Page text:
In the matter of Aashna Roy vs Chairman ITC and Anr. Aashna Roy, the petitioner, was scheduled to attend for an interview on April 12, but first went to the ITC Maurya Hotel’s salon in New Delhi for a haircut. She requested to see her normal hairstylist, but while she was out of the office, another stylist was chosen. A simple haircut, in her opinion, took more than an hour, and Roy was “utterly shocked” to discover that the hairdresser had gone against her directions and “chopped off her entire hair leaving only 4 inches from the top and barely touching to her shoulders.” She was then given a free hair treatment by the hotel, which she is alleged to have accepted after much coaxing. She said that after treatment, her hair became “hard and rough” and that she developed an itchy, burned scalp. Later, she attempted to get help from the hotel staff but claimed that they were “abusive, rude, and disrespectful” and threatened her. Roy claimed that she had unsuccessfully attempted to contact the ITC Group and Hotel management. She subsequently filed a complaint alleging a lack of service from the opposing parties and requested a formal apology from ITC Management in addition to compensation for harassment, humiliation, and mental distress in the amount of Rs. 3 crores. The NCDRC first granted her 2 crores, stating that because the hotel’s salon cut her hair against Roy’s directions, she lost her chance at assignments, “suffered a huge loss,” radically altered her way of life, and “shattered her dream to be a top model.” Additionally found guilty of medical negligence in the treatment of hair was ITC Hotels. The hotel then appealed the ruling to the highest court.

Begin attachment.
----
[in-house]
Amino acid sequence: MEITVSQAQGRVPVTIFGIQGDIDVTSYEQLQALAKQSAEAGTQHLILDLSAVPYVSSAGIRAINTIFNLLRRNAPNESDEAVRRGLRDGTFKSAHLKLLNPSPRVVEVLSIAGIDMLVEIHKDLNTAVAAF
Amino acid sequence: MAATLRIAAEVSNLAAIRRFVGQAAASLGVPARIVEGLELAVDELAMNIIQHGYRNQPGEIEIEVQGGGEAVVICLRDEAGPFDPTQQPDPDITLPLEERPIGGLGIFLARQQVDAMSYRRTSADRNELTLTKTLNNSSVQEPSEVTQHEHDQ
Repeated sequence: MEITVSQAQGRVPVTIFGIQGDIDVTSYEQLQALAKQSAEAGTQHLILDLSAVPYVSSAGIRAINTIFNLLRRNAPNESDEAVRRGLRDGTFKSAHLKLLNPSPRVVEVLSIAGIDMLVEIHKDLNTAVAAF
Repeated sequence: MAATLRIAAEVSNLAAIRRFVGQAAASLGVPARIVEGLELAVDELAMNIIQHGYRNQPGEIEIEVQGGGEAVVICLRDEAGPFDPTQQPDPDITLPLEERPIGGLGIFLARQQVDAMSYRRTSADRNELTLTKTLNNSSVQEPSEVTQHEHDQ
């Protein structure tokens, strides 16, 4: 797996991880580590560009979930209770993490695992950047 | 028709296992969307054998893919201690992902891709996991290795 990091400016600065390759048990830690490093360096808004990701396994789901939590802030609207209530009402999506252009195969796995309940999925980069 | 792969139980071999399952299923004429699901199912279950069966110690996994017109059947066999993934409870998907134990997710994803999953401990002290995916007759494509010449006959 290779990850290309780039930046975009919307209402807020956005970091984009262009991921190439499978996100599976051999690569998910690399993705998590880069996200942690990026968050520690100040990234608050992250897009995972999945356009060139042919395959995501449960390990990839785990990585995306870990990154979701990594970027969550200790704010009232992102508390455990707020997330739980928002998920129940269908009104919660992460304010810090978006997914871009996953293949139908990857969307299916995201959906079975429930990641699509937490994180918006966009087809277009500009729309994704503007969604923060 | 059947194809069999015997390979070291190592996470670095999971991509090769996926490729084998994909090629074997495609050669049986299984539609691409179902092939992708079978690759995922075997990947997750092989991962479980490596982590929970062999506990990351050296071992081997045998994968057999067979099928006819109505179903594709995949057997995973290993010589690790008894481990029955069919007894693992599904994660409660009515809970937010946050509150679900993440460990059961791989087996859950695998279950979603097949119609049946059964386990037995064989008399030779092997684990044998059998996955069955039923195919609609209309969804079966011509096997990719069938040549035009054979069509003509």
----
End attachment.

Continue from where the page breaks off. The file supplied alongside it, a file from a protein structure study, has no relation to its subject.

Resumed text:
The NCDRC New Delhi president Justice RK Agarwal and member Dr. SM Kantikar issued the decision to grant the aspiring model, who received a poor haircut at the ITC Maurya hotel, compensation in the amount of Rs. 2 crores. The petitioner’s correspondence and proposals for modelling and acting contracts were used by the NCDRC to confirm the prior award amount. We are of the considered judgement that the interest of justice will be served if the Complainant is given 2,00,00,000 as compensation after taking into account the different documents provided by the Complainant, the order noted.
The Supreme Court overturned the compensation amount and sent the matter back for a new calculation of the sum. The Supreme Court made it clear that the same must be supported by proof and not just the consumer’s allegation.